GPA is a measurement of your academic success in high school that colleges will consider very strongly in the admissions process. But what is a GPA scale?

Different high schools may use different GPA scales, and it's important to know how these scales work so that you get a better idea of where you stand. In this article, I'll tell you what a GPA scale is and the types of scales you might see used at your high school.

## What's a High School GPA Scale?

GPA (Grade Point Average) is a way of measuring academic achievement in high school. **It's a numeric value that correlates with a student's grades.** Each letter grade that a student earns is worth a certain number of grade points depending on how high it is and, in some cases, the level of the class where it was earned.

**The average of the grade points from all of a student's converted letter grades in high school makes up his or her final GPA.** Typically, one of two GPA scales will be used to measure the grades of students throughout their time in high school.

The unweighted GPA scale goes up to a 4.0 and doesn't take class difficulty into account. A weighted GPA scale typically goes up to a 5.0 and does consider the difficulty of a student's classes. **I'll go over the basics of these two scales in the next couple of sections** to give you a sense of how they work.

## Unweighted 4.0 GPA Scale

The unweighted GPA scale is **the most commonly used GPA scale.** It's found in high schools and colleges alike and is very straightforward.

Essentially, **the highest GPA you can earn is a 4.0**, which indicates an A average in all of your classes. A 3.0 would indicate a B average, a 2.0 a C average, a 1.0 a D, and a 0.0 an F. **This scale does not take the levels of your courses into account.** For example, if you're in all honors classes and earn a B average, you'll have the same GPA as someone in all low-level classes who has earned a B average.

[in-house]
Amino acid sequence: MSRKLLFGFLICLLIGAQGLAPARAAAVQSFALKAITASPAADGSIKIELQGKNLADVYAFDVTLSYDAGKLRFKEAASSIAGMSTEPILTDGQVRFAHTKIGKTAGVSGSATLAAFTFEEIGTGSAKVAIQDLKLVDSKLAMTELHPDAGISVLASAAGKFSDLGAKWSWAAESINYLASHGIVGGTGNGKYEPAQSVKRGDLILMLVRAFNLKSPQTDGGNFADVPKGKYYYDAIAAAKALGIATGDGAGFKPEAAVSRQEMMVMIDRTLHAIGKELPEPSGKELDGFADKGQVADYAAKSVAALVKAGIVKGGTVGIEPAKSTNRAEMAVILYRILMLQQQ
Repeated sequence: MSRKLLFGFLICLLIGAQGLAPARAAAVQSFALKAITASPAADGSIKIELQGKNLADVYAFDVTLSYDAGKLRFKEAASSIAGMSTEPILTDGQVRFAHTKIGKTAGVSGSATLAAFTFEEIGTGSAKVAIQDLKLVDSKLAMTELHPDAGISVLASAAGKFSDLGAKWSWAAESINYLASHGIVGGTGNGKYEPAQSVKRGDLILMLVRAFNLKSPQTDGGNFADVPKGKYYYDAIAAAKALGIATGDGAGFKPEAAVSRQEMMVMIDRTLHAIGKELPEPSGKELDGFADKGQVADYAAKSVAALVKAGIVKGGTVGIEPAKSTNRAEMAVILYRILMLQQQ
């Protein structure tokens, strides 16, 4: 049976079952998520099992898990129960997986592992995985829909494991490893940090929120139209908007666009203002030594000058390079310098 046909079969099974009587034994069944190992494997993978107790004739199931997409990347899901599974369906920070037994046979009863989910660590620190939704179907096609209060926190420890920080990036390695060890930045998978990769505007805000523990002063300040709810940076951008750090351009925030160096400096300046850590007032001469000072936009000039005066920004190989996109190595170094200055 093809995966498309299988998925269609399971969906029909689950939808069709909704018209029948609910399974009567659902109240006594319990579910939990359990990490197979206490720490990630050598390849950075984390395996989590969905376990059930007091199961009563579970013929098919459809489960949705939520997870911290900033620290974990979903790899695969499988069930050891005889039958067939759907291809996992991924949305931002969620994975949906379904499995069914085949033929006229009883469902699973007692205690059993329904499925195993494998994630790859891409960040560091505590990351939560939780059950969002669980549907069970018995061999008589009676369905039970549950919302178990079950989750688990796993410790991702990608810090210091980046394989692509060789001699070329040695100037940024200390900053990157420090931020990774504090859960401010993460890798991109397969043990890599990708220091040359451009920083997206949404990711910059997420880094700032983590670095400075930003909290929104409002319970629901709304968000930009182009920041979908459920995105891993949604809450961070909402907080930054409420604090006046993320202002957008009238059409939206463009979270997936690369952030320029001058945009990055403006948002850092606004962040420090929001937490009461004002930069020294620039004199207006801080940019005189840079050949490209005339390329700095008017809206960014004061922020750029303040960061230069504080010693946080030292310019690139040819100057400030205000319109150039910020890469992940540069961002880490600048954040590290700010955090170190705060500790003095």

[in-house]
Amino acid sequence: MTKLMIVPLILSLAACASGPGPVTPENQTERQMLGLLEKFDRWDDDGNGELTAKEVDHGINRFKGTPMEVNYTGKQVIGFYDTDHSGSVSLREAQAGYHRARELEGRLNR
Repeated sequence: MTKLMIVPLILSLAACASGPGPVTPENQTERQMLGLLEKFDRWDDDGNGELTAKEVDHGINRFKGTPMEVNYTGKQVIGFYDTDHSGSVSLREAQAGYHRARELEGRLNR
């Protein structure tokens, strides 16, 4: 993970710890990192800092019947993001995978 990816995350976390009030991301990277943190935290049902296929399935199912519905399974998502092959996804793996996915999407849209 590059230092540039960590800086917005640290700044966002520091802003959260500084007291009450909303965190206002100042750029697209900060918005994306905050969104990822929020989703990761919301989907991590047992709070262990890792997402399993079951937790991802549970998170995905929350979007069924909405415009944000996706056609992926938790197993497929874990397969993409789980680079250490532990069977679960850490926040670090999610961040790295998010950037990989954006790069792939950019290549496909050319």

**Here's a table that shows how this scale corresponds to each letter grade:**

Letter Grade |
GPA |

A+ | 4.0 |

A | 4.0 |

A- | 3.7 |

B+ | 3.3 |

B | 3.0 |

B- | 2.7 |

C+ | 2.3 |

C | 2.0 |

C- | 1.7 |

D+ | 1.3 |

D | 1.0 |

F | 0.0 |

### Unweighted Out of 100 GPA Scale

**Some high schools make more specific distinctions in GPA based on class averages out of 100** (i.e. a 90 average would mean a lower GPA than a 92 average, even though they're both technically A-minuses).

Here's a table that shows how grades out of 100 generally correspond to the 4.0 and letter-grade GPA scales. Note that for many schools, any grade below a D is considered failing.

GPA (100-scale) |
GPA (4.0-scale) |
Letter Grade |

97-100 | 4.0 | A+ |

93-96 | 4.0 | A |

90-92 | 3.7 | A- |

87-89 | 3.3 | B+ |

83-86 | 3.0 | B |

80-82 | 2.7 | B- |

77-79 | 2.3 | C+ |

73-76 | 2.0 | C |

70-72 | 1.7 | C- |

67-69 | 1.3 | D+ |

65-66 | 1.0 | D |

60-64 | 1.0 | D- |

59 or below | 0.0 | F |

Exact boundaries of which 100-scale grade corresponds to which letter grade will vary by school, so if you're not sure, check with your teachers or guidance counselor.

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## Weighted 5.0 GPA Scale

Instead of using the basic unweighted scale, many high schools will use a weighted GPA scale. **On a weighted scale, which typically goes up to a 5.0 instead of the standard 4.0, a student who earns an A in a high level class will have a higher GPA than a student who earns an A in a low-level class.** While this scale is used frequently in high schools, you're unlikely to encounter it in college since it takes course difficulty into account.

For the highest-level classes like honors and AP, **students get an extra 1.0 added to the unweighted GPA value of their grades due to the difficulty of the class.** A B in an honors class would be equivalent to a 4.0 on a weighted GPA scale, and an A would be equivalent to a 5.0. Some schools also offer mid-level classes between honors and low-level. For these courses, 0.5 points are usually added to the unweighted GPA, meaning an A would be equivalent to a 4.5. Grades in low-level classes are measured using the unweighted scale, so an A in those classes would be equivalent to a 4.0.